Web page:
Americans report drop in quality of life for 21 U.S. states

Credit: Joe Raedle

Credit: Joe Raedle

If you felt like you had a pretty crummy 2017, you are definitely not alone. People in nearly half the country said their quality of life declined last year, according to recent polling.

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In 21 states, residents saw well-being scores decline last year in the Gallup-Sharecare Well-Being Index. Scores in the other 29 states stayed the same. And, for the first time in nine years of the pollsters tracking changes in well-being by state, not a single state state saw improvement from the year before.

What were the states with the most satisfaction? South Dakota and Vermont tied for the top spot, with Hawaii -- a regular in the top five -- close behind. Minnesota came in fourth, and North Dakota was fifth.

South Dakota’s low unemployment rate of 3.5 percent likely helped propel the state into the top five for financial and community well-being. South Dakotans reported few major worries and little stress on any given day and said they like what they do. Vermonters said they find deep satisfaction with their relationships.

West Virginia has the lowest well-being, followed by Louisiana. West Virginia is usually at the bottom of the list, according to Gallup. The state's already high obesity and diabetes rates contribute to the lack of satisfaction with quality of life there, and the fact that the state is home to some of the worst problems of the nationwide opioid epidemic, including a 21 percent increase in opioid-related overdose deaths in a year, is a contributing factor.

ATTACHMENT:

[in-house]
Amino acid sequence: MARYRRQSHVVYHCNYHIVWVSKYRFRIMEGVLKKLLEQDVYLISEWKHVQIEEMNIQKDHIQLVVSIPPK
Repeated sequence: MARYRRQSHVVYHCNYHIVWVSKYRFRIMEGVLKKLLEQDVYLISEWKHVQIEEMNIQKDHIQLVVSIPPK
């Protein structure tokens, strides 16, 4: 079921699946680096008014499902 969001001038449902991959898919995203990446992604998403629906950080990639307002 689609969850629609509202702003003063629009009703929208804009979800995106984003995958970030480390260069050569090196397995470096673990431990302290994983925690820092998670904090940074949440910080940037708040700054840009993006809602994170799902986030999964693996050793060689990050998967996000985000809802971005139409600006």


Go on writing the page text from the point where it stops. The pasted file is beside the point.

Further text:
States with historically high satisfaction that have progressively dropped include Arkansas, Georgia, Missouri, Mississippi, North Carolina, Ohio, Pennsylvania, South Carolina, Texas and Virginia.

The survey quizzes more than 160,000 Americans and factors in a lot of variables when it comes to defining "well being," including:

  • Purpose: liking what you do each day and being motivated to achieve your goals
  • Social: having supportive relationships and love in your life
  • Financial: managing your economic life to reduce stress and increase security
  • Community: liking where you live, feeling safe and having pride in your community
  • Physical: having good health and enough energy to get things done daily

Overall, those surveyed generally reported more worry, little interest in doing things, symptoms of depression and perceiving less “positive energy” from family and friends. Fewer people reported having someone in their lives who makes them “enthusiastic about the future.” There was also a decline in the number of Americans who said they are reaching their goals and are happy with their standard of living.

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